So often, people suffer from multiple health issues without knowing that they’re related. While most people have probably heard that oral health and overall health are linked, they may not immediately connect the dots when they suffer from a disease and experience oral health concerns, as well.
While it is often unclear whether oral health issues lead to further health problems or vice versa, the truth is that the causal relationship could go both ways. This may be the case for patients who suffer from rheumatoid arthritis.
Myriad studies have show links between poor oral health and diseases like diabetes and heart disease, but fewer have studied the link between gum disease and RA. Still, the studies that have been done show interesting trends that anyone with RA or a family history of this condition should know about. Is gum disease more common in people with RA? Here’s what you need to know.
The Effects of RA on Gum Disease
Patients coping with RA should know that this condition could be a factor in the onset of gum disease. The Journal of Periodontology published a German study in June 2008 showing that patients with RA were eight times as likely as people without RA to develop gum disease, which is a significant increase in risk factor.
Doctors have posited that this increase in incidence of poor oral health has to do with the difficulties of performing fine motor activities like brushing and flossing with RA, which causes stiff, painful joints, including in the hands. Medications for RA could also have side effects like dry mouth that reduce the ability to effectively fight the growth of harmful bacteria in the mouth.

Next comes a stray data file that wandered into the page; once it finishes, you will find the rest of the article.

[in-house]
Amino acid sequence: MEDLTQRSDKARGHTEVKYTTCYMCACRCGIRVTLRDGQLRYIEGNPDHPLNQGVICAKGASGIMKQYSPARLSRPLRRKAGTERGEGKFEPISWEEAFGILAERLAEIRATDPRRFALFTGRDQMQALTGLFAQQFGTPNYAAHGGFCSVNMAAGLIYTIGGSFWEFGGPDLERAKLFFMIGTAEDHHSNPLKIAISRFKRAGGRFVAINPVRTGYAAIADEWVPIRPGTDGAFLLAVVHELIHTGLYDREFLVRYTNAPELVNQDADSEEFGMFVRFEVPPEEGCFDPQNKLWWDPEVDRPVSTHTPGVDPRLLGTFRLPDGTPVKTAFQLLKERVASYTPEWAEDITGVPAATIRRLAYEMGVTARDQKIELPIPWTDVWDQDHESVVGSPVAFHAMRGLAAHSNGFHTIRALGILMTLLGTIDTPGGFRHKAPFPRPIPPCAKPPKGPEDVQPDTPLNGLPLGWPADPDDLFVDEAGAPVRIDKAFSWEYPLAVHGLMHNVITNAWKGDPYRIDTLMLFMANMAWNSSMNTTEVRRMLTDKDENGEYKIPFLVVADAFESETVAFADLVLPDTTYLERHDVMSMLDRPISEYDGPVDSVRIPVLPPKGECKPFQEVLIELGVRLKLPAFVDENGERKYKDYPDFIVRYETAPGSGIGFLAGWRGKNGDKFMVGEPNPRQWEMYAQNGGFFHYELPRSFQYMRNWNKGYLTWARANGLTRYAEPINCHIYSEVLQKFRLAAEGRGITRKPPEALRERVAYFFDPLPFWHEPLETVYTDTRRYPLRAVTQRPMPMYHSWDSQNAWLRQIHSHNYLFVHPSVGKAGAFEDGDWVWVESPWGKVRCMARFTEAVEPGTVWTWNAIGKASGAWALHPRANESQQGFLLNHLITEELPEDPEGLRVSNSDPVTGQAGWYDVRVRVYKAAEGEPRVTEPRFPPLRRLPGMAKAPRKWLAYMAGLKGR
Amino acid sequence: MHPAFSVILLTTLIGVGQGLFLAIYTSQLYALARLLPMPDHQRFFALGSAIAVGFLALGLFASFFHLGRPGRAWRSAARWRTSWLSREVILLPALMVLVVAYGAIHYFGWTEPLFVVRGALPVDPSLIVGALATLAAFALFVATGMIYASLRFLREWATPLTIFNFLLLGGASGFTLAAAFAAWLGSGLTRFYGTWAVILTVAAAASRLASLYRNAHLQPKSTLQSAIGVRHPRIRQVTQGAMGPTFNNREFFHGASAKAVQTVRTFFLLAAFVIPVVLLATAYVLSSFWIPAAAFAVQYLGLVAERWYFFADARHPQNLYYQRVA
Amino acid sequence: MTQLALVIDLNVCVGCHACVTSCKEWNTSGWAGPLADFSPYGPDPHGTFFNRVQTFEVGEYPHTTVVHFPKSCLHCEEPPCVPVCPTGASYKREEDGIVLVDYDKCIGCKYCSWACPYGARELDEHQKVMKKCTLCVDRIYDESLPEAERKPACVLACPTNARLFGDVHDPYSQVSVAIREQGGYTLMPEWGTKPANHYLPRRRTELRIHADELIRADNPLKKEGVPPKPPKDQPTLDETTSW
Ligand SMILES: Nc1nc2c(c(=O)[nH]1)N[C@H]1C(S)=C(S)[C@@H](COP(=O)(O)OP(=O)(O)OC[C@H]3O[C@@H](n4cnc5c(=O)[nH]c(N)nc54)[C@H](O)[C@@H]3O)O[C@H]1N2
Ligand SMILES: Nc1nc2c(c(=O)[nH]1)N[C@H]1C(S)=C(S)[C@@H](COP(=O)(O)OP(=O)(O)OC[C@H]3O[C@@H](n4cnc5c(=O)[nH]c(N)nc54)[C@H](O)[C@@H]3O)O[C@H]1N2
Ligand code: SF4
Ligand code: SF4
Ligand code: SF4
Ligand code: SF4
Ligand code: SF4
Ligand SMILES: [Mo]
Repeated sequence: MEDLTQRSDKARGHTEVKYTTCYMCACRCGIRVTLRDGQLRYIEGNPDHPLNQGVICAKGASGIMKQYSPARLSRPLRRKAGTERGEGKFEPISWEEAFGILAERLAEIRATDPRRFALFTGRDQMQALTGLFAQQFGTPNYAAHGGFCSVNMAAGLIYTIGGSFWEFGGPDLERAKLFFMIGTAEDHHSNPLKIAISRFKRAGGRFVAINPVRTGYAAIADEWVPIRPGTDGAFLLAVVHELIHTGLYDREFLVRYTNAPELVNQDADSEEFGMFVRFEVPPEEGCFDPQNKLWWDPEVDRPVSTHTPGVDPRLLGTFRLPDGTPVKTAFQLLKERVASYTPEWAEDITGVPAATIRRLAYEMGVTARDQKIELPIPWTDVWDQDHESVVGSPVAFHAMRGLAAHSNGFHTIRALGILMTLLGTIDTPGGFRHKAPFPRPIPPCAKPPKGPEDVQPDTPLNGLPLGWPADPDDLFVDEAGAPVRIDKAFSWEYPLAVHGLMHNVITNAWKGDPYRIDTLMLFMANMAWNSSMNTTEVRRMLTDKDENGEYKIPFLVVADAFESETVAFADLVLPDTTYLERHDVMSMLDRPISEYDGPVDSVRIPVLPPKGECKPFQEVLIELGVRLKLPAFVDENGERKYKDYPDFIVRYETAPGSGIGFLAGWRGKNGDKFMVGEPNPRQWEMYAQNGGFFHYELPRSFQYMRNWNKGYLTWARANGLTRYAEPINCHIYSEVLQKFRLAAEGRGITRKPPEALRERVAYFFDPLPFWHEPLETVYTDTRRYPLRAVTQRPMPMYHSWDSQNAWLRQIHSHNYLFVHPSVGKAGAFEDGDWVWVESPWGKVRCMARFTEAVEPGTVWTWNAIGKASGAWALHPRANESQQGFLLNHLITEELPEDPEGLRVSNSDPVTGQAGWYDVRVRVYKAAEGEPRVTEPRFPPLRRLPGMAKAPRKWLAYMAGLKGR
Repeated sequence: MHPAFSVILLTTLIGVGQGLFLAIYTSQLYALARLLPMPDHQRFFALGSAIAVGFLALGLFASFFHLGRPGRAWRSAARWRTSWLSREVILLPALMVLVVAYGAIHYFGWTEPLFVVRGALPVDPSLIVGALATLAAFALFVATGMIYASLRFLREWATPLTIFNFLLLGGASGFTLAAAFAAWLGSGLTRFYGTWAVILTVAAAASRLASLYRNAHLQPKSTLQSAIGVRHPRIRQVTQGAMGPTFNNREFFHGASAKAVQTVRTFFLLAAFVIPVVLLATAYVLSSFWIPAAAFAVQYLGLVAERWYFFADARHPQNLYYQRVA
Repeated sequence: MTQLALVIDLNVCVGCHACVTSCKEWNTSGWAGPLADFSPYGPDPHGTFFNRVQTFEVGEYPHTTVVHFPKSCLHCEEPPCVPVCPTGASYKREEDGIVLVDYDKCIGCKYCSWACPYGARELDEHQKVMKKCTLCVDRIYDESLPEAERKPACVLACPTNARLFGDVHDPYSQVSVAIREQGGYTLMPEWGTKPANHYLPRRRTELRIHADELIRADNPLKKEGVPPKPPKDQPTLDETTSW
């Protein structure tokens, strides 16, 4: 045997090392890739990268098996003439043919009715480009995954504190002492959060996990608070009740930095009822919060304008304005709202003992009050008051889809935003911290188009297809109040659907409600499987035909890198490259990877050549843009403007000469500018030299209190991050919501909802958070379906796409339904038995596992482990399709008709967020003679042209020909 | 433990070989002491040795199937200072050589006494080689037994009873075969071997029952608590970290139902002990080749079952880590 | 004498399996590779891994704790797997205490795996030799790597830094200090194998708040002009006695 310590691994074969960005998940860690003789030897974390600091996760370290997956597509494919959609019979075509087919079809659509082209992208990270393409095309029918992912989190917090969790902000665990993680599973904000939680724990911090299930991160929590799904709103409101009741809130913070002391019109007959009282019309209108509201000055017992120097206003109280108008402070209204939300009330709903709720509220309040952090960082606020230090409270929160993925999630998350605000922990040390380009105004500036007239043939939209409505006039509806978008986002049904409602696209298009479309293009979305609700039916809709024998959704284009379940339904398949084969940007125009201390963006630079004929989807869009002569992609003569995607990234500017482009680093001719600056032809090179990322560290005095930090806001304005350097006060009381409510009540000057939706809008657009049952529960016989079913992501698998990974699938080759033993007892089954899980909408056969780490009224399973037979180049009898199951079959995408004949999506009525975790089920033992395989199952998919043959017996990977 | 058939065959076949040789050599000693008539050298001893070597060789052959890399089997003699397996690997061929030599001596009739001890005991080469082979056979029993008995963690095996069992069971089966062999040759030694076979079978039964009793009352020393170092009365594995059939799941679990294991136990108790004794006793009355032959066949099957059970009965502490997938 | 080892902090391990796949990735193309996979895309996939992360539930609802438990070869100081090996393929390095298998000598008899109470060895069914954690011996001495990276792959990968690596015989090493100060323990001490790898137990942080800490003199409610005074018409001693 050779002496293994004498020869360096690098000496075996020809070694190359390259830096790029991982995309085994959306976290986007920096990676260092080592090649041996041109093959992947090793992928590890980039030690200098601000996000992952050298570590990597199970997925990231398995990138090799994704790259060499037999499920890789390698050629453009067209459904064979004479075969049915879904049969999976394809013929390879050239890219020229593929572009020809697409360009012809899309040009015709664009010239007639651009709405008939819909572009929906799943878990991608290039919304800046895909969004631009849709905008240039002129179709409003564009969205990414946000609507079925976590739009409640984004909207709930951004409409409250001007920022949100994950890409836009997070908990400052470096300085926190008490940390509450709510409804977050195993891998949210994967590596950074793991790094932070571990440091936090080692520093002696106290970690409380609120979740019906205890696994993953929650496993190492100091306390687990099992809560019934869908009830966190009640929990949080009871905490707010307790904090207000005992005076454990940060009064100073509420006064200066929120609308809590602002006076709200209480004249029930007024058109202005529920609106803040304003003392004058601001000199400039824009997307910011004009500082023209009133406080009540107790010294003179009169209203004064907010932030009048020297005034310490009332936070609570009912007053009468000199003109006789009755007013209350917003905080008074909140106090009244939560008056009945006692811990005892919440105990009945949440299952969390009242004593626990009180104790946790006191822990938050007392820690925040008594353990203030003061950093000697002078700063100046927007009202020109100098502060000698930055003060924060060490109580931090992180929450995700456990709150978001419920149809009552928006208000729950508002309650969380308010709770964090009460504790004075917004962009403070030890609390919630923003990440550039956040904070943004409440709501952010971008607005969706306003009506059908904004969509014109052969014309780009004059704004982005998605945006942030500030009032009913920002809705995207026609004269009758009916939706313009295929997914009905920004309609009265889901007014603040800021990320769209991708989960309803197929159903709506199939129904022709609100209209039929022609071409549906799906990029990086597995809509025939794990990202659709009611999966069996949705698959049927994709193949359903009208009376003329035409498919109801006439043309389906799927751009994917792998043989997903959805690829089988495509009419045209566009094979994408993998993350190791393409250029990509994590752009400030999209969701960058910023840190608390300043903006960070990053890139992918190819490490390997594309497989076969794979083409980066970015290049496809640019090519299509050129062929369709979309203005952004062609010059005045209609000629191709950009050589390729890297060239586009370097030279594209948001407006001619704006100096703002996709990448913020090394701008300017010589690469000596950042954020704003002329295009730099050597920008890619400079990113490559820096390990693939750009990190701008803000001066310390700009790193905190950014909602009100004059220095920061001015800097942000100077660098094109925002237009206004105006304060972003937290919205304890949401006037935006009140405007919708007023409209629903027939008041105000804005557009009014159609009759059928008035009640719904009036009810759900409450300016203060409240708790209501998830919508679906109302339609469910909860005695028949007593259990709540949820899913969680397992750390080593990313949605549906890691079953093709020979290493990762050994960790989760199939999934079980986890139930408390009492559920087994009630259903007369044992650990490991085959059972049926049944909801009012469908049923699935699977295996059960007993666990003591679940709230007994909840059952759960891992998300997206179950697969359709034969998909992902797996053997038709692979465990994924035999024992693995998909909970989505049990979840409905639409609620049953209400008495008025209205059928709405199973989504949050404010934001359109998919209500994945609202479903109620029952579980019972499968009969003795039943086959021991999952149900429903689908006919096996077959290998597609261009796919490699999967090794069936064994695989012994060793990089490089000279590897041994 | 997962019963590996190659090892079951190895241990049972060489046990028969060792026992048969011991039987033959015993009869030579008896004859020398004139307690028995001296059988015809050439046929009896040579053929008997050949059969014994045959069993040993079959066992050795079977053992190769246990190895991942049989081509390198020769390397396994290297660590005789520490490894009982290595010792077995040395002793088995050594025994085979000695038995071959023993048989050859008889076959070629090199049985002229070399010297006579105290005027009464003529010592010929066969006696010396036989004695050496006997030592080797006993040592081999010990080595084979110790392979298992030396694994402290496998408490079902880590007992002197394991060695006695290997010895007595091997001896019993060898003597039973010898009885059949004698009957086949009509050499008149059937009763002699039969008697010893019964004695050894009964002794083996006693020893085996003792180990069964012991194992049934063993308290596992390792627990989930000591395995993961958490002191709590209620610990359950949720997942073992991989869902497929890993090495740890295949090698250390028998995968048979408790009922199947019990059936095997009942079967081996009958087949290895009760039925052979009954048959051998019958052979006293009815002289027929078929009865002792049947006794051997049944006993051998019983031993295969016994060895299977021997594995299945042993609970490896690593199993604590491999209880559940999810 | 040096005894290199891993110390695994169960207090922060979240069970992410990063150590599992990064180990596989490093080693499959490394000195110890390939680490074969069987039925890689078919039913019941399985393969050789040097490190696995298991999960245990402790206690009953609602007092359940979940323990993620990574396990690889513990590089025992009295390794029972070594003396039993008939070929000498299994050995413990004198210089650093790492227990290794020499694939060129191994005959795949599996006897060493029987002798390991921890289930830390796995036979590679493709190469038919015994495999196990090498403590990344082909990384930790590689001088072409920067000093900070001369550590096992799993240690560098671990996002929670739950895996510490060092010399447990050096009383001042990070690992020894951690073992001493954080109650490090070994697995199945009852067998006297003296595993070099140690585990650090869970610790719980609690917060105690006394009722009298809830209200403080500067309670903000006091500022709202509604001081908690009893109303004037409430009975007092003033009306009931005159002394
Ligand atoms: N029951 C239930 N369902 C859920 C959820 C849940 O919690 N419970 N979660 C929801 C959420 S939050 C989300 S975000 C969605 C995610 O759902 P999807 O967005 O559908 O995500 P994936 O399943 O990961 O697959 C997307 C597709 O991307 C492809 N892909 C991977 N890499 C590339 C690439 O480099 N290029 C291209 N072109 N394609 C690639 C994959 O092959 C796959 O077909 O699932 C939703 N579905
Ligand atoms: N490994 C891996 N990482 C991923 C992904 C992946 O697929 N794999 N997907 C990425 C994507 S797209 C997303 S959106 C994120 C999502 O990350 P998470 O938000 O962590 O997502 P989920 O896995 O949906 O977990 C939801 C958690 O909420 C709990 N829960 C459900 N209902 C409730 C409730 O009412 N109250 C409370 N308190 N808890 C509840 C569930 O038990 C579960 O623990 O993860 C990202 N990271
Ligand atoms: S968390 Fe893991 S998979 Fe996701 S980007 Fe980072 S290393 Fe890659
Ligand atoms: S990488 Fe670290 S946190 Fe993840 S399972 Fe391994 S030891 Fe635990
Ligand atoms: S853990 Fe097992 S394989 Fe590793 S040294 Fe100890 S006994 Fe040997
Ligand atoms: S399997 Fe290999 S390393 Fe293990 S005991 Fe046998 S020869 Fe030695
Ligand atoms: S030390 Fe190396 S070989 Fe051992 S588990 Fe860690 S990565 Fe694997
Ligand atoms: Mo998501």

Patients with RA are also at greater risk for developing Sjögren’s Syndrome, a disease affecting tear ducts and saliva glands that can cause dryness. An estimated 15% of RA patients develop Sjögren’s Syndrome, which can increase risk factors for gum disease, tooth decay, and other oral health problems.
The Effects of Gum Disease on RA
For a long time, doctors assumed that RA was the cause of higher rates of gum disease among some patients, but more recent studies have proven that the opposite may also be true – that gum disease can not only trigger RA in some patients, but also increase the severity of the condition.
The September 2013 issue of PLoS Pathogens published a study from the University of Louisville in Kentucky showing that the presence of porphyromonas gingivalis, the bacteria that causes gum disease, can lead to early onset of RA, cause symptoms to progress more rapidly, and increase the severity of symptoms.
These findings were supported by a study presented at the 2012 European Congress of Rheumatology in Berlin in 2012. The study, consisting of 636 participants suffering from
early arthritis, sought to explore the role of oral health in arthritis patients by breaking participants into groups based on the number of teeth they had. 24.2% of participants had 10 or fewer teeth, 16.1% had 11 to 20 teeth, 36.3% had 21 to 27 teeth, and 23.3% had 28 or more teeth.
The study followed up with patients after six months to see how their treatments were progressing. The results showed that the group with the least teeth had the worst prognosis insomuch as the severity of arthritis symptoms was significantly worse than other patients in the study.
Options for Patients Concerned about RA and Gum Disease
In order to avoid heightened risk factors associated with the overlap of gum disease and RA, patients who suffer from RA or who are predisposed to the disease should work with both their dentist and physician to create a comprehensive plan for treatment that accounts for both conditions. This begins with proper oral hygiene and frequent dental visits to ensure optimal oral health.
Studies suggest that preventing gum disease could not only reduce the symptoms associated with RA, but actually help to prevent or delay the onset of RA in some patients. This is a great reason to focus on maintaining oral health.